When looking at plants, you may see a zone rating on the tag. The USDA has created a map based on the average winter temperature in the USA that indicates which plants are expected to thrive in certain areas.
The map is divided into 11 different zones for the USA. More detailed info can usually be obtained for your home state. Matching your plants with the correct zone will help ensure they do well!
Did you know? Japanese Beetles are an invasive species to the USA. These insects are very destructive to crops. Japanese Beetles were first discovered in America in 1916 when they appeared in New Jersey. They were brought to the USA from Japan in an infested shipment of Iris bulbs.
Japanese Beetles lay eggs in the ground which then grow into larvae that eat plant roots. These larvae can be very destructive to your lawn. Not only do you have to worry about grass damage from heat, drought, pets and pests from above ground, you now have an attack from below too!
Many reports show that applying nematodes to your lawn with a common sprayer attachment can help fight against Japanese Beetle larvae in the ground. This will both protect your lawn health as well as lower the population of Japanese Beetles that will emerge at attack your garden.
The beetles mature and begin to appear in May in southern areas and can last until October. Japanese Beetles are found predominantly in the Eastern US but have spread throughout most of the country. The damage they cause to lawns and gardens is extremely expensive.
A very effective Japanese Beetle control program is the combination of killing larvae in the ground with nematodes and other (preferably natural) means of larvae control and with the use of scented traps. A proactive control practice like this can safely fight Japanese Beetles to maintain the quality of your yard and health of your garden without the use of toxic poisons.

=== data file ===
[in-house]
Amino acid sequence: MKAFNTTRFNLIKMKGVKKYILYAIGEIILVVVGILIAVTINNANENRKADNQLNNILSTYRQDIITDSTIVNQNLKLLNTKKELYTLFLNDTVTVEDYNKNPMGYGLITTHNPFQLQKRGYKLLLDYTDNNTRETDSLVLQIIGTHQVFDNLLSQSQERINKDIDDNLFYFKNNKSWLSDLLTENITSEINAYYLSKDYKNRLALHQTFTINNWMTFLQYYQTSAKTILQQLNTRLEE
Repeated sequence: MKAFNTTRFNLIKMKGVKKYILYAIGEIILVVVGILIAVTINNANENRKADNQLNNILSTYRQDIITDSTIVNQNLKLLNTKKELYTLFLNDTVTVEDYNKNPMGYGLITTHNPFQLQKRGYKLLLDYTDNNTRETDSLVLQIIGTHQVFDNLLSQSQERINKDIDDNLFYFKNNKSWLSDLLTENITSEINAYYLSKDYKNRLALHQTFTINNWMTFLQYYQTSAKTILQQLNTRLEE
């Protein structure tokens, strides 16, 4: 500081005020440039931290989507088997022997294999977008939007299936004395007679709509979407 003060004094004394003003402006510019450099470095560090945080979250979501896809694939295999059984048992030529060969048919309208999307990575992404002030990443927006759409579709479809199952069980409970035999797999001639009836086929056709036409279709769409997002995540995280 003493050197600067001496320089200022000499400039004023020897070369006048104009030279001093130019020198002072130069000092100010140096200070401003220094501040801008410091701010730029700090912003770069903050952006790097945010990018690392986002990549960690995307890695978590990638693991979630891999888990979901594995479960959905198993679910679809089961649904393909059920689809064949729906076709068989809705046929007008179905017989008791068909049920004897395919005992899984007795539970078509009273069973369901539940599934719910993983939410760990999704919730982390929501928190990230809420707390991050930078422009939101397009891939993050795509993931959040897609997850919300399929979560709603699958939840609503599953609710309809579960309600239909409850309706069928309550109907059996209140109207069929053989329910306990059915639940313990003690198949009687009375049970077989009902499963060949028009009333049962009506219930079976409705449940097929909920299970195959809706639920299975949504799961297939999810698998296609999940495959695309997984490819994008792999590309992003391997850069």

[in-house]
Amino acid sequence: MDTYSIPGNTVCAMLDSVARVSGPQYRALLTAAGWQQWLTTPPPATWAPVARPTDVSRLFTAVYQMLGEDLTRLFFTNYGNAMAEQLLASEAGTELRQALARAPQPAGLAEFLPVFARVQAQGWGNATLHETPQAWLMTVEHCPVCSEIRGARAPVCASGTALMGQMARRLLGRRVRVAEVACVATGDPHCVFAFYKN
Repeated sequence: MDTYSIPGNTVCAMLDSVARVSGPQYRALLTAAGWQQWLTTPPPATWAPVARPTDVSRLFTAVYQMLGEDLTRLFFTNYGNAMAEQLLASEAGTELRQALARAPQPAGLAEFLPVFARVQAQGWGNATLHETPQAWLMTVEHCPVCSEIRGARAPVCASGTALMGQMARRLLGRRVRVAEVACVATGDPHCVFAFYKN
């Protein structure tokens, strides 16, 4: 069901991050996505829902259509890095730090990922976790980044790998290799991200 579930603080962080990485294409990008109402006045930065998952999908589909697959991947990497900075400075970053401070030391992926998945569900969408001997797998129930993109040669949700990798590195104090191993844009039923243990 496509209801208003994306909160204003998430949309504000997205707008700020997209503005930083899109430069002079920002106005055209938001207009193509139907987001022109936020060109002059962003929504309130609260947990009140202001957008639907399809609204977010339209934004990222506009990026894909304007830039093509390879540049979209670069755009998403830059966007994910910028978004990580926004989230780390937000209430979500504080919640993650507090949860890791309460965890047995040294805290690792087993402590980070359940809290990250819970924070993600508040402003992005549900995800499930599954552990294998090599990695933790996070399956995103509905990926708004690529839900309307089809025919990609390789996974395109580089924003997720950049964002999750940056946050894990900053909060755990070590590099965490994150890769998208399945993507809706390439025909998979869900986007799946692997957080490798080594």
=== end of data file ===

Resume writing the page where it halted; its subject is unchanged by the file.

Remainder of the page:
Donaldson Farms provides a non-toxic Japanese Beetle Lure gel that is EPA Minimum Risk compliant and can either be used on its own or to refresh old trap lure tablets. Unlike lure tablets, our product does not look like candy and is less likely to be accidentally consumed.
What are carpenter bees (also known as wood bees)? Carpenter bees are species found in the genus Xylocopa and generally nest by burrowing in to hard materials like wood (thus the name “carpenter bee”).
The problem we have with carpenter bees is that they don’t just live in dead trees out in the woods. Too often they’re found drilling into your wooden deck, stair rails or fence posts. Even worse, if you happen to have a log cabin, they could eat right into your home. Every year they return to burrow new holes, lay eggs and repeat over and over.
You wouldn’t let somebody walk up to your house and start drilling half inch holes in anything made of wood would you? Nope. Eventually that would ruin everything. That’s exactly what carpenter bees are doing. Drilling deep, half inch holes, ruining your home, costing you money.
Carpenter bees are known for the damage they do to wooden structures. Also known as wood bees, carpenter bees nest by drilling into wood. Contrary to popular belief, they do not eat wood. If a pile of sawdust is seen next to a wooden rail, deck or wall, it is likely that a carpenter bee is actively burrowing.
Left unchecked, years of carpenter bee nesting can cause serious damage. Carpenter bees should not be ignored. You wouldn’t let someone walk up to your house and starting drilling half inch holes in all the exposed wood. Don’t let carpenter bees do it either.
Do carpenter bees sting? Nobody likes being stung by bees. When you see huge carpenter bees nesting around your house, it can be very intimidating.
Female carpenter bees have stingers and will sting if provoked. Thankfully they are not aggressive but caution should be taken all the same. Females can be identified by their black head.
Male carpenter bees do not have stingers but will be quite aggressive when defending the nest. If you approach an occupied carpenter bee nest, you may very well be buzzed by the male. Males can be identified by the white/yellow markings on their heads.